Texas Matters is a Thursday evening series focusing on Texas political news while sharing information and strategies with the aim of taking back our state.Instead of the traditional news roundup we usually do in this series, I thought what happened this past weekend here in Houston was worth a photo diary. On Sunday, over 150 Battleground Texas activists--including a Houston Area Kossacks contingent consisting of nomandates, doraphasia, suesue, mister mustardhead, jmbar2, cosette, and your humble diarist--gathered in the IBEW hall to have the first BGTX Neighborhood Team Convention. Similar conventions were going on all over the state, from Edinburg to Amarillo, and if they were anywhere close to as energetic as Houston's (which I'm sure they were), Republicans have a reason to be scared.
Houston's convention was, however, the only convention to be blessed with the presence of BGTX Executive Director Jenn Brown.
Here's what Jenn had to say by e-mail after attending the convention:
I am so impressed by the energy I saw in that room. What our volunteers are doing right now (more than a year away from the next statewide general election) is truly awe-inspiring. This kind of major grassroots effort so early in a single state is unprecedented -- and that includes the historic campaigns of 2008 and 2012.Indeed it is.
These neighborhood teams are building the foundation of our movement to transform Texas into a battleground state. They're made up of everyday Texans who've had enough of the extreme actions of the state's Republican leaders. And they're banding together to do something about it.
I saw these volunteers sharing personal stories with each other, coordinating schedules to make time for house meetings, planning voter registration drives, and committing themselves to this effort long-term.
That's how we win.
To give you an idea of the size of the crowd, here's a picture I snapped, but it doesn't even begin to capture the energy in the room, which you'd have to experience in person.
You can get an idea of the energy, though, by looking at the work the individual neighborhoods of Houston put into making their presence known at the convention:
Even we Kossacks had a sign, thanks to the efforts of jmbar2 (who also made us matching lapel stickers!).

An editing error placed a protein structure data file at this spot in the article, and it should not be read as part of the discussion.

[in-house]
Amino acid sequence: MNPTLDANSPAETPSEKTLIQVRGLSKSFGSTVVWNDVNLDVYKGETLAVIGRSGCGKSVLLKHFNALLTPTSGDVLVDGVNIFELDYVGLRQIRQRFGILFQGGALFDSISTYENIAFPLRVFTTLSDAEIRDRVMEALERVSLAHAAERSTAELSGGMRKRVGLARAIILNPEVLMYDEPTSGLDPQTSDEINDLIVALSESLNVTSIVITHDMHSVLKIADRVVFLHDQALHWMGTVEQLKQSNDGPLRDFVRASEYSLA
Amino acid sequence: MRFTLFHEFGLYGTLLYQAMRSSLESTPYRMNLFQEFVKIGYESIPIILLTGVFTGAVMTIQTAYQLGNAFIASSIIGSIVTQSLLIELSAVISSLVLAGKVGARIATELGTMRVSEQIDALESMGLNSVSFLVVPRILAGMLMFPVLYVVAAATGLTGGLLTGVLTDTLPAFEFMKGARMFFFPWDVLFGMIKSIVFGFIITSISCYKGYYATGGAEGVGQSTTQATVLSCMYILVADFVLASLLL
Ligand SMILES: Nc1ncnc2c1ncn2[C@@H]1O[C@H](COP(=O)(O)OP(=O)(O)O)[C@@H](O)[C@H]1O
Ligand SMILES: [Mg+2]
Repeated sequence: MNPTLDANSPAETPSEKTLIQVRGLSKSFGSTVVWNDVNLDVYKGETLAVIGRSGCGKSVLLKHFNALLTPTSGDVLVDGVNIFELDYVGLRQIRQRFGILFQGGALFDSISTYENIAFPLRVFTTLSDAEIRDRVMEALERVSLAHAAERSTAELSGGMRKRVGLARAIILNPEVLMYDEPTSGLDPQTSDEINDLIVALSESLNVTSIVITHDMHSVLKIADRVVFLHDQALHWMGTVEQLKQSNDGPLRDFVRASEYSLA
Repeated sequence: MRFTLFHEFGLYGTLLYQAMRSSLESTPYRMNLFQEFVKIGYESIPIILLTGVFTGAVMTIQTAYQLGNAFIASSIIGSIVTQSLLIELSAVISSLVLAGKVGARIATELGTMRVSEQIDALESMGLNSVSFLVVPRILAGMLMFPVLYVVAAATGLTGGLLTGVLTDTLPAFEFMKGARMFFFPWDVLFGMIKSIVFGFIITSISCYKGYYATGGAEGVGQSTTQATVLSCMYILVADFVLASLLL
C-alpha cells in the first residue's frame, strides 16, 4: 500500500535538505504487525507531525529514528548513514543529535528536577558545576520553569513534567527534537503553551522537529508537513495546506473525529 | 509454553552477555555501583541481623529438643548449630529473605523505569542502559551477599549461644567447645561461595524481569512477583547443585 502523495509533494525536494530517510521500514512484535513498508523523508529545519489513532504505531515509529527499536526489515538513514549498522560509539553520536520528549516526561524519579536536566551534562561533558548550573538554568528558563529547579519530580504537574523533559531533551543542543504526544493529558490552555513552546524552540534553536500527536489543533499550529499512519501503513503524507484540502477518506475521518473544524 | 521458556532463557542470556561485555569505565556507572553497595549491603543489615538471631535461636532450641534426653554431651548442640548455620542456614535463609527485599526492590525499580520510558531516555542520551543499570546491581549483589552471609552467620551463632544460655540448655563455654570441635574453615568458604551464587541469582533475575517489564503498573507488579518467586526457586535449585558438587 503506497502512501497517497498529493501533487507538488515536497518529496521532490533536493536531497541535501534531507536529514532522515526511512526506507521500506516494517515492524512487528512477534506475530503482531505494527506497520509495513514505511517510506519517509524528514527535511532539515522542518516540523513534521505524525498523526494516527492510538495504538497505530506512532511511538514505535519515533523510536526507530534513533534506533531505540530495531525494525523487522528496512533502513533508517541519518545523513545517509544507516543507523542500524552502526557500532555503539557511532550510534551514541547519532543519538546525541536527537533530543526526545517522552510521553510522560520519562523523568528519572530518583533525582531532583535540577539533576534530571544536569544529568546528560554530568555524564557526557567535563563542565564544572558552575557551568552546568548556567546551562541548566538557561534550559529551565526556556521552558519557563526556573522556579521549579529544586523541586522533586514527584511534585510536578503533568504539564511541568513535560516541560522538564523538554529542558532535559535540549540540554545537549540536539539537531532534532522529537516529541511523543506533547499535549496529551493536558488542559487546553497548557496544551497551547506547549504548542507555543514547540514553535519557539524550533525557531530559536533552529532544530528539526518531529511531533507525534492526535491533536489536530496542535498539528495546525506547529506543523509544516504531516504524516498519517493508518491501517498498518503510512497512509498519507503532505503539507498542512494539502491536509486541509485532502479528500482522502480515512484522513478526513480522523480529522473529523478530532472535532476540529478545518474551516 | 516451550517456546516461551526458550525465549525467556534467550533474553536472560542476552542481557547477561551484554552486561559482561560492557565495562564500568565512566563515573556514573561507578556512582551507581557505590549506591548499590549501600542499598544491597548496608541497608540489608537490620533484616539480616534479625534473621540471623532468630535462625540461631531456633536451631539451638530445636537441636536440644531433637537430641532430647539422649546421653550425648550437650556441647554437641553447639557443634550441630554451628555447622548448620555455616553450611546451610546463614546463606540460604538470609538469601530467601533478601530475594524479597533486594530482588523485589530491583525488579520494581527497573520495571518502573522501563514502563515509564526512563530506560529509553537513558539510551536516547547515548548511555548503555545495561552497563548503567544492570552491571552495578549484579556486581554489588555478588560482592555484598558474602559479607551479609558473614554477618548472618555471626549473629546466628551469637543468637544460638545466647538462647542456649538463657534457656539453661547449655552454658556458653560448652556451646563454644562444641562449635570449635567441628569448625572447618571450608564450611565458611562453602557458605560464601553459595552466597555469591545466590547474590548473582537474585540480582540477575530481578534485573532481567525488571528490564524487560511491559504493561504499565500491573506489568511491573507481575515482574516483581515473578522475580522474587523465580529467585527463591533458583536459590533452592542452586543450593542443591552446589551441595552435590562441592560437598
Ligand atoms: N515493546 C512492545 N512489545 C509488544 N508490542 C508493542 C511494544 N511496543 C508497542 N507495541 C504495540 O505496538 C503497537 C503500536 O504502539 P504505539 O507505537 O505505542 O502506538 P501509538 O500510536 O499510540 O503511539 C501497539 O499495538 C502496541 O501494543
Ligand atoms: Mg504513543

We had a number of different speakers, including State Representative Gene Wu, who represents part of Houston.
Wu assured us that, when Republicans in Austin get a few beers down, they start talking about how scared they are. And for very good reason--their overreach on abortion really galvanized a movement here in Houston and statewide. This sign from the convention says it best:
Wu reminded us that, thanks to Texas Republicans, we have the perfect message: that Republicans want to revert to the 1950s. We see it in the anti-choice legislation and even in our roads--I didn't know this until Wu spoke, but TxDOT is actually planning to unpave roads thanks to their starved budget. Keeping Texas red is almost literally moving us back in time.
A few BGTX fellows, including nomandates, also spoke to us about what exactly the organization plans to do about it. Anybody in attendance could not have helped but leave impressed with the data-driven movement BGTX is building. Everything is reliant upon data, from figuring out exactly which doors are worth knocking on to developing the best lines to say to recruit more volunteers. This is how campaigns are won.
In a nutshell, there are going to be three phases leading up to the next major elections: registration, persuasion, and turnout. Right now, we are in the registration phase. And the number of people who have been motivated by BGTX to train to become Volunteer Deputy Voter Registrars is nothing short of staggering. In Houston, separate community training sessions have to be held because of the massive influx of people wanting to be trained. At my training session on Tuesday, the room was quite literally overflowing. Voter registrations are skyrocketing thanks to the hard work of BGTX activists. Closer to the elections, we will enter a persuasion phase in which activists will work on convincing swayable voters (again, it's all data-driven to maximize efficiency and cost-effectiveness) to vote Democratic. The final phase will, of course, be a good ol' fashioned GOTV operation, which may or may not become more complicated due to the voter ID law, depending on what the courts say.
Burnt Orange Report brought us the story yesterday that Texas Republicans are calling in their reinforcements, including the resources of FreedomWorks. I'm here to tell you that there's a reason the Republicans are pouring resources into a supposedly red state, and that reason is the crowd in the picture above, and many more crowds just like it all across the state. Republicans know the stakes are high--the implications of a blue Texas (or even a competitive Texas) for national politics are enormous. And because of progressive activists across the state, that nightmare scenario for Republicans is getting closer and closer to becoming a reality.
Texas Diary Round-Up
jmbar2: Texas DPS Pooh Poohing FOI request for proof feces was brought to Texas capitol protests (7/30/2013)
LivesInAShoe: An Open Letter To Texas Senators Davis and Van de Putte, and Representative Farrar (7/31/2013)
jmbar2: Texas school textbook panel packed with Creationists. What could go wrong? (7/31/2013)
Got more Texas news stories or action alerts? Share them in the comments!